Why is it that anything associated with public education is ultimately reduced to an acronym?  I'm sure I'm not the first person to wonder this, but I may be the first person to blog about it.  IEP, AYP, OEA, ODE, NCTE... the list goes on and on, and now we have another: the OTES, or Ohio Teacher Evaluation System.  An acronym, in my opinion, is indicative of bureaucratic minds at work, and it appears that OTES is no exception.  If you're unfamiliar with OTES, it came about through Ohio politics (SB 316, and HB 156) and is best defined as a way to evaluate public school teachers based upon two criteria: 1) an ODE rubric for teacher performance, and 2) student growth data; after a lot of administrative work, these two elements are cast into a boiling pot and presto, ODE tells us whether we are, as educators, Accomplished, Proficient, Developing, or Ineffective.  The teacher rubric can be found here... and no one knows what the growth measure will be, except schools that use value added data, because HB 555 has mandated they use it exclusively.  The rest of us have to figure it out on our own.  The biggest pitfall of the growth measure, as I (and many others) believe, is not to confuse student achievement (single test scores) with growth (pre-assessment vs. post-assessment).  Sigh.  I feel a tangent coming on.  The state is mandating exit exams for certain core classes, but we have not seen them yet.  In English, my discipline, here's how the logic works... now imagine the state saying this, "We want you to use quality assessments to gauge your students' growth.  Stuff like essays, portfolios with standards based reflection, and socratic seminars so that we can give your kids a multiple choice test to see how good a job you did."  Absurd right?  Now, could a state mandated test work in social studies, or even math?  Maybe back when knowing how many stars are on the flag was test-worthy information to assess, but we live in an age when anyone, anywhere can access names, dates, capitals, battles, etc. from the computer in their pocket ... and therefore see the memorization as unnecessary.  In my opinion memorizing the capitals was like memorizing the Lord's Prayer: it taught an old school approach to discipline which wasn't necessarily a bad thing, like sitting on a hard wooden pew for an hour... but let's see if we can get this tangent turned back around.  The question now is, what about the Ohio Common Core's writing across the curriculum?  It essentially turns all classes into English classes, and therefore, takes away what I call the "multiple-choice" element.  I just wish the state would stop force feeding us superficial exit exams and trust us to follow the Common Core they have established.  I like the Common Core, for crying out loud.  As an English teacher how could I not?  And as for those of you out there thinking that 70% informational text applies to English, I've got a link for you.  And here's another with a sense of humor.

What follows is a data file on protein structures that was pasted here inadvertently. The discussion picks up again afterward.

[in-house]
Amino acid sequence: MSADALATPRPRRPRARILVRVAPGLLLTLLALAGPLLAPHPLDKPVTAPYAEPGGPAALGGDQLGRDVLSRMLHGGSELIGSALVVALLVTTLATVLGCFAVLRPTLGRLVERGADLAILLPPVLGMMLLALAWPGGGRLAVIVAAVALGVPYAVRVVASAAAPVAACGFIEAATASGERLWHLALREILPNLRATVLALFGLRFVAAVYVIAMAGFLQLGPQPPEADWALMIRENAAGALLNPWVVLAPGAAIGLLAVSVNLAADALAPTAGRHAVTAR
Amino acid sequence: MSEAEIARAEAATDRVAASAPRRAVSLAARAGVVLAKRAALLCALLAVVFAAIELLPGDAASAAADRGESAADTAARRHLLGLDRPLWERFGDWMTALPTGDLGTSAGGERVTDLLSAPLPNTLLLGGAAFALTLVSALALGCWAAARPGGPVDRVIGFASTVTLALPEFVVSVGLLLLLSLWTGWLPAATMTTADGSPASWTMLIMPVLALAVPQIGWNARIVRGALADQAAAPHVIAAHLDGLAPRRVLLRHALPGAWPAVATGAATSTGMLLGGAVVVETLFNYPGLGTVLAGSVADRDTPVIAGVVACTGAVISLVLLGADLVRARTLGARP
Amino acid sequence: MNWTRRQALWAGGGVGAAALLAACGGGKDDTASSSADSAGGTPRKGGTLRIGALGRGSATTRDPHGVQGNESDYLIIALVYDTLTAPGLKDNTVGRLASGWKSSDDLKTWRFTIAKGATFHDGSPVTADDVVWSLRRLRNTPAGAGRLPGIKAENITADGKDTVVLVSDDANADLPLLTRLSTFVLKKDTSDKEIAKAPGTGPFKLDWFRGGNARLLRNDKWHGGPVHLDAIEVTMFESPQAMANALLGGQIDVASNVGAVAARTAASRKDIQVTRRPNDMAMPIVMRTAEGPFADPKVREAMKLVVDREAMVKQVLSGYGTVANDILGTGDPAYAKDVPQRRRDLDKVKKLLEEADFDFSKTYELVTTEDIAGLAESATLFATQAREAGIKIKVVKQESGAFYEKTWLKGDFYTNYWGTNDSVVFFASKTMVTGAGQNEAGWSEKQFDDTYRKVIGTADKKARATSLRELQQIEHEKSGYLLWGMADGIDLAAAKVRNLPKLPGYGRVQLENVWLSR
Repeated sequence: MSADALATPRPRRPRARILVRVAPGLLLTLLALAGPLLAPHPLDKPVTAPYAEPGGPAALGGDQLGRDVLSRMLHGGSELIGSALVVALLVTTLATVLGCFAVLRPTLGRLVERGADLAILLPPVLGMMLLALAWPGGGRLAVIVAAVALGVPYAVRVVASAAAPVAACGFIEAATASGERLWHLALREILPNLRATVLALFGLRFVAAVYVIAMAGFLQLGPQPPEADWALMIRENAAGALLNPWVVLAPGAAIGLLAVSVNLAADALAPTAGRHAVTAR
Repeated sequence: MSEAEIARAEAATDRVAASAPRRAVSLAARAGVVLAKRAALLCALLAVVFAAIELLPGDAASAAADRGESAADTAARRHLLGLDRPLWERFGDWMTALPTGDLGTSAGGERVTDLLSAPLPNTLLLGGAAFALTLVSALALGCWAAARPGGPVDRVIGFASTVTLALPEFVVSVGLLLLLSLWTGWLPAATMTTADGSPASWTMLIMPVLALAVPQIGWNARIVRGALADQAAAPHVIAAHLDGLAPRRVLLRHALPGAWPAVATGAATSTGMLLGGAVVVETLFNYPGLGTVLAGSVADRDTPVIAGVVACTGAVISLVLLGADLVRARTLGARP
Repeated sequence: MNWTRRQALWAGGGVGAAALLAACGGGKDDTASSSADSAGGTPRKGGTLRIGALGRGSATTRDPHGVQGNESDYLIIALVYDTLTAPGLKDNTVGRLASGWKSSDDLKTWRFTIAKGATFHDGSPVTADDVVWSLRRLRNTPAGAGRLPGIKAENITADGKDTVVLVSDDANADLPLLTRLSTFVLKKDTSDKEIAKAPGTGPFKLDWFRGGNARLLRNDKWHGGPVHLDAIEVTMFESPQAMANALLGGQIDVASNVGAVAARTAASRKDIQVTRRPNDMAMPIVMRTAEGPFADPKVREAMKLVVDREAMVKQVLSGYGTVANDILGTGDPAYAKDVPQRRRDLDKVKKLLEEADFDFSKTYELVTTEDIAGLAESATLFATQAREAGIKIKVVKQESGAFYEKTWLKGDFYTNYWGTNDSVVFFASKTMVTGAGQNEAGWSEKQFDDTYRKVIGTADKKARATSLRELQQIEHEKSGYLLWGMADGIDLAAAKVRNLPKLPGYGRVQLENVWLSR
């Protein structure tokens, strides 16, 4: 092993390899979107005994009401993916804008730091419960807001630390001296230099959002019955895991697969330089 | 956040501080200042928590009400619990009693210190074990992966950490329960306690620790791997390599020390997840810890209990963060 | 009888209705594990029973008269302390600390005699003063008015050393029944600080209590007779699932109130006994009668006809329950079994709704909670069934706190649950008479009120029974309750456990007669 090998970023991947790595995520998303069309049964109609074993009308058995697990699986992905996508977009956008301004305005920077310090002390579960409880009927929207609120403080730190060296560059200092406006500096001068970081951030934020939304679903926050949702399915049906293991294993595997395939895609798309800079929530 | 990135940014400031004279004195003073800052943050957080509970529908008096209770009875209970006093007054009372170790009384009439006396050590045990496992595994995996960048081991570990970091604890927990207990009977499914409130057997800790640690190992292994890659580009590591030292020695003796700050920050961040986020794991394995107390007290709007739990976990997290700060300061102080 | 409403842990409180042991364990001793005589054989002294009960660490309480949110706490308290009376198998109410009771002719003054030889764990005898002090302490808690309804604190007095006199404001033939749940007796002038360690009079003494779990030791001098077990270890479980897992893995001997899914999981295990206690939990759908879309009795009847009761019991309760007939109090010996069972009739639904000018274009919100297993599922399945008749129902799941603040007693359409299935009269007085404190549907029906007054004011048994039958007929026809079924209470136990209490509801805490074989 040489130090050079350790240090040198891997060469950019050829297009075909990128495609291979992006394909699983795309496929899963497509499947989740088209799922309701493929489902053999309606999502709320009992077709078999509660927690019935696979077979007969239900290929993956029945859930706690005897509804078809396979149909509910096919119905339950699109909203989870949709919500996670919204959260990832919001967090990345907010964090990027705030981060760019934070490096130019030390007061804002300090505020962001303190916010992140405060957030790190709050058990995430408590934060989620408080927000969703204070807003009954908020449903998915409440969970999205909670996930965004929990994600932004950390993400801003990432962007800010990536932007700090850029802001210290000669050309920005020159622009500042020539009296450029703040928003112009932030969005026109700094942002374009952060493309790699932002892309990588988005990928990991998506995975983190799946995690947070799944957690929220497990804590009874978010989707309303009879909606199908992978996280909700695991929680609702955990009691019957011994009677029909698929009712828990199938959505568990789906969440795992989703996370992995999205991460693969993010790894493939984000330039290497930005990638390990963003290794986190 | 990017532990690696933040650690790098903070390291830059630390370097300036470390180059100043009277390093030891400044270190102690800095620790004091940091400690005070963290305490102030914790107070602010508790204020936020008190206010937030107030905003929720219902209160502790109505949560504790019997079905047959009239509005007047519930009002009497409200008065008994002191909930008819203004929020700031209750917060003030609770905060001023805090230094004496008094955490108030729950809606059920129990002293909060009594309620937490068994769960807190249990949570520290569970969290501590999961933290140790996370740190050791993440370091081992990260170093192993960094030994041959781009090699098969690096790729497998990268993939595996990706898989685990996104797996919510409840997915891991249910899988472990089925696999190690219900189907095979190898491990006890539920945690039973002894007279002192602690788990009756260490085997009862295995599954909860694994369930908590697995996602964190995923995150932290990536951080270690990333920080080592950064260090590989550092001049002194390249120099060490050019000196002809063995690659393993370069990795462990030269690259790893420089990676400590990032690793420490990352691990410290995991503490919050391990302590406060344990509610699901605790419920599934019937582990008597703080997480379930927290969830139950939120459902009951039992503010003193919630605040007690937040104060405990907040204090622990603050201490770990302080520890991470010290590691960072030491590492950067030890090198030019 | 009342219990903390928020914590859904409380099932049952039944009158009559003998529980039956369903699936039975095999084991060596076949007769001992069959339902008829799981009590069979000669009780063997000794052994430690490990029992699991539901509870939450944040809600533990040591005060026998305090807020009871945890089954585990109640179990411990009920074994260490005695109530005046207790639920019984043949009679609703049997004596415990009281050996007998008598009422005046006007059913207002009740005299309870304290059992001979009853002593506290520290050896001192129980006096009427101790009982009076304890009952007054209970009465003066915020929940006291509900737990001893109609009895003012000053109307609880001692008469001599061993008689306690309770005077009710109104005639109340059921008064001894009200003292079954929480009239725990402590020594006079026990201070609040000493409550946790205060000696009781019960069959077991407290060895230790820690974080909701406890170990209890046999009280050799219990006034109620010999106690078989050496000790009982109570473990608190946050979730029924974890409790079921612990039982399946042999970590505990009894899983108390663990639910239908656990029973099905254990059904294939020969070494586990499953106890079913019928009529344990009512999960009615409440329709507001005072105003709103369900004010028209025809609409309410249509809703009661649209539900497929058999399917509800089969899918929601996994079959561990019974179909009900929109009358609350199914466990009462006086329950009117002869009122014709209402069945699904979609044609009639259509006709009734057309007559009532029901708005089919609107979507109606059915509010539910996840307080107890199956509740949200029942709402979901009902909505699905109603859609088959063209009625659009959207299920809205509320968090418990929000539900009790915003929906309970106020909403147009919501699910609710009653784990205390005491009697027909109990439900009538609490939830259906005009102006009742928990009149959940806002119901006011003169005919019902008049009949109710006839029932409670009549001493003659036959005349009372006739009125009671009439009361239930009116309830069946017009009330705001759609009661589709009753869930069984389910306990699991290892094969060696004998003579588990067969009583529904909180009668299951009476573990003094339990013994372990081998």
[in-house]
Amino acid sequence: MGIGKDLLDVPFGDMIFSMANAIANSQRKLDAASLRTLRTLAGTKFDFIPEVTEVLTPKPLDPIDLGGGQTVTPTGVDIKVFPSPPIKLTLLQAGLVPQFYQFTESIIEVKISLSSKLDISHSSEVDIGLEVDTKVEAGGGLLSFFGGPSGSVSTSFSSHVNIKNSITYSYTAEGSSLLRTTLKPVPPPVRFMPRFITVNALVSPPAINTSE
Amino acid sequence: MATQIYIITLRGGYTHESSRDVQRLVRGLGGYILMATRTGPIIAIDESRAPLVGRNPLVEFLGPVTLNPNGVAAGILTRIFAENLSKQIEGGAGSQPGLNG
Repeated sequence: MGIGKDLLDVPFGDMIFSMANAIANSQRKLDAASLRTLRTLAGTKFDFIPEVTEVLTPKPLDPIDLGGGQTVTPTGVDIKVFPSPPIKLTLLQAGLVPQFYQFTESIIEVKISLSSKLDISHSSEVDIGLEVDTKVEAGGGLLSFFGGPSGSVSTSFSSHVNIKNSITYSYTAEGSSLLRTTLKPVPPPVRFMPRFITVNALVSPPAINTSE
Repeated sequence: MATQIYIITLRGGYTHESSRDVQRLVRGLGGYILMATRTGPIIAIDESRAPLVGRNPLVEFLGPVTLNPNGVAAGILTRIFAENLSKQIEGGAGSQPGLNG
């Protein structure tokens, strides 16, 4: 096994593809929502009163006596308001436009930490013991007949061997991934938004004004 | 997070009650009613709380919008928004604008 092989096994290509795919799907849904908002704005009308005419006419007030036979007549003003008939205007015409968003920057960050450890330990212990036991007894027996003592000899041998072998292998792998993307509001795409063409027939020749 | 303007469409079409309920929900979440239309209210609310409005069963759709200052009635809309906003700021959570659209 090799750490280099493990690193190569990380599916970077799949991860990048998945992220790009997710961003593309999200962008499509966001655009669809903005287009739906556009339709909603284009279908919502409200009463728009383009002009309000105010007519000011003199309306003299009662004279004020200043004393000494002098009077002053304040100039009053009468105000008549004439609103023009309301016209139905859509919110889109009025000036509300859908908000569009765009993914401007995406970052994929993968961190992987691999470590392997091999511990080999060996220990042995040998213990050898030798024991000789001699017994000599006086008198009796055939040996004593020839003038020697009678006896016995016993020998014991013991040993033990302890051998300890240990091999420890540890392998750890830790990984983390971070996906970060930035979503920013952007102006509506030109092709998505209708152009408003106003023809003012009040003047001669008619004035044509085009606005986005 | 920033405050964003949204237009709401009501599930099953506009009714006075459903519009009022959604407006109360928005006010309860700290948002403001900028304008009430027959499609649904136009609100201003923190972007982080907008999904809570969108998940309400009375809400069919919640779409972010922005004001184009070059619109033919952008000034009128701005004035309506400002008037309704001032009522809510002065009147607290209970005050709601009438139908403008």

I suppose the change to OTES has been a long time coming, and I have spent a lot of time learning about the system and thinking about its practical purpose.  Ultimately, I think it will make teachers that have been around for a long time a little bit more effective according to modern educational standards.  In the mean time, administrators as well as teachers are going to have to work really, really hard to prove to the general public (as well as to each other) that we know what we're doing in the classroom.  The public school classroom is a difficult environment to navigate, and modern teenagers are pretty savvy as to who knows how to challenge them, and who doesn't; if the kids "don't like you" it's probably true that you fit into this latter category.  Now, I'm not suggesting we let the teacher evaluation (a system that could potentially cause layoffs) completely up to the students, but I do think they should have some small say in it.  In the mean time, we're going to have to fill out a lot of paperwork to turn an art into a science.

OTES may make teachers a little bit more effective, but only according to the state's definition of effective teaching.    

On a possibly related side note, these pictures were taken of three peacocks that wandered into my backyard the other day.  After strutting around on my deck, they took to the roof of the shed.  I don't know about you, but I think they look pretty darned Accomplished.

Friday, January 11, 2013

The Builders

This message of this short video offers a strong contrast to the message of the poem of the same name by Longfellow.  In a perfect lesson I would show the video, and discuss the phrase "Life is a tale told by an idiot, full of sound and fury, signifying nothing."  Discuss attitudes about work.  This year I read aloud entries from one of my class interest journals titled "Stories from the Workplace" to foster a dialogue.  Then we read the poem by Longfellow, which is very abstract, yet inspirational.

The Builders
All are architects of Fate,
Working in these walls of Time;
Some with massive deeds and great,
Some with ornaments of rhyme.
Nothing useless is, or low;
Each thing in its place is best;
And what seems but idle show
Strengthens and supports the rest.
For the structure that we raise,
Time is with materials filled;
Our to-days and yesterdays
Are the blocks with which we build.
Truly shape and fashion these;
Leave no yawning gaps between;
Think not, because no man sees,
Such things will remain unseen.
In the elder days of Art,
Builders wrought with greatest care
Each minute and unseen part;
For the Gods see everywhere.
Let us do our work as well,
Both the unseen and the seen;
Make the house, where Gods may dwell,
Beautiful, entire, and clean.
Else our lives are incomplete,
Standing in these walls of Time,
Broken stairways, where the feet
Stumble as they seek to climb.
Build to-day, then, strong and sure,
With a firm and ample base;
And ascending and secure
Shall to-morrow find its place.
Thus alone can we attain
To those turrets, where the eye
Sees the world as one vast plain,
And one boundless reach of sky.
Henry Wadsworth Longfellow (1807-1882)
We would attempt to interpret the poem using common features: blocks, the builders themselves, goal, etc. I would have them write a compare and contrast statement exploring the differing messages using specific lines and observations.